Defendant asks judge to postpone lawsuit seeking to impose same-sex marriage on Floridians
Homosexual activists and progressive liberals filed the following lawsuits this year seeking to impose same-sex marriage on Floridians:
- On January 21, 2014, six same-sex couples filed a lawsuit in state court against Harvey Ruvin, Clerk of the Court in Miami-Dade Circuit, for refusing to issue marriage licenses to the couples. The case styled as Pareto v. Ruvin was assigned to Miami-Dade Circuit Judge Sarah Zabel.
- On February 28, 2014, a same-sex couple from Florida who married in Canada in 2009 filed a lawsuit in the United States District Court for the Northern District of Florida. The case styled as Brenner v. Scott was assigned to Judge Robert Lewis Hinkle.
- On March 13, 2014 the American Civil Liberties Union (ACLU) filed a lawsuit on behalf of Miami-Dade LGBT group SAVE  and eight same-sex couples married in other states asking the courts to order Florida to recognize their marriages. Governor Rick Scott and three other state officials are listed as defendants. The case was assigned to Judge Robert Lewis Hinkle.
- On April 3, 2014, Aaron Huntsman and William Lee Jones filed suit against the County Clerk of Monroe County after they were denied a marriage license. The case has been assigned to Monroe County Chief Judge David Audlin.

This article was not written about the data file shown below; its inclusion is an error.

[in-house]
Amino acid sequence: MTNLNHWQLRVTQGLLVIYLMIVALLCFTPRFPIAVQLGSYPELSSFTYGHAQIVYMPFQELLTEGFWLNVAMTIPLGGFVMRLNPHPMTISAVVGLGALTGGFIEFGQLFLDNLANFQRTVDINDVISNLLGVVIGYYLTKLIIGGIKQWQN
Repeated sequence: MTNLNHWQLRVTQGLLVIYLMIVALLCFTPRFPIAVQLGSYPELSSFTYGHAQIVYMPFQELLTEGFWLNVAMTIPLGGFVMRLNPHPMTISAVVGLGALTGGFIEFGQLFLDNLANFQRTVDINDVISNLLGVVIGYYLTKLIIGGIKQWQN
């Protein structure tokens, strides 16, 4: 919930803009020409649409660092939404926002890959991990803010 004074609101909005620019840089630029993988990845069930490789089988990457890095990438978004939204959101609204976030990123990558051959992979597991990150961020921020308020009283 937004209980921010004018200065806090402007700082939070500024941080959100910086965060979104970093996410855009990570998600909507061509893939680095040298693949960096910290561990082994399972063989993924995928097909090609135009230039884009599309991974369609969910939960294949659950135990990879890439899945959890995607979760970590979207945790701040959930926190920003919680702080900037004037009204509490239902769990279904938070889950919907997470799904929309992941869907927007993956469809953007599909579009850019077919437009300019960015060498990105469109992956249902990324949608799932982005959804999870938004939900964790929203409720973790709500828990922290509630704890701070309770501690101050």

These lawsuits challenge the constitutionality of the Florida Constitutional amendment which defines marriage as only between one man and one woman as well as F.S. 741.212 entitled Marriages between persons of the same sex which prohibits same-sex marriage.
Floridians voted 4,890,883 (61.92%) to 3,008,026 (38.08%) on November 4, 2008 to amend the Florida Constitution with: SECTION 27 of the Florida Constitution states: Marriage defined. — Inasmuch as marriage is the legal union of only one man and one woman as husband and wife, no other legal union that is treated as marriage or the substantial equivalent thereof shall be valid or recognized.
Harvey Ruvin, Clerk of the Court in Miami-Dade, (defendant in the first case) filed a Motion to Abate the lawsuit. The motion to abate states in part:
- This action, like the Federal Litigation, involves questions of federal law, in particular, whether the provisions of the Florida Statutes and the Florida Constitution that prohibit recognition of same-sex marriage violate the Due Process Clause and the Equal Protection Clause of the Fourteenth Amendment to the United States Constitution. This action, like the Federal Litigation, was brought pursuant to federal law, i.e., 42U.S.C.§ 1983. There are no state law questions raised in this action that can be resolved independently of the federal law questions, the same questions that have been advanced in the Federal Litigation.
- Like the Plaintiffs in this action, the plaintiffs in the Federal Litigation seek to have the court enter a declaratory judgment that § 741.212, Fla. Stat and Fla. Const. Art. I, § 27 violate the Due Process and Equal Protection Clauses of the Fourteenth Amendment to the United States Constitution.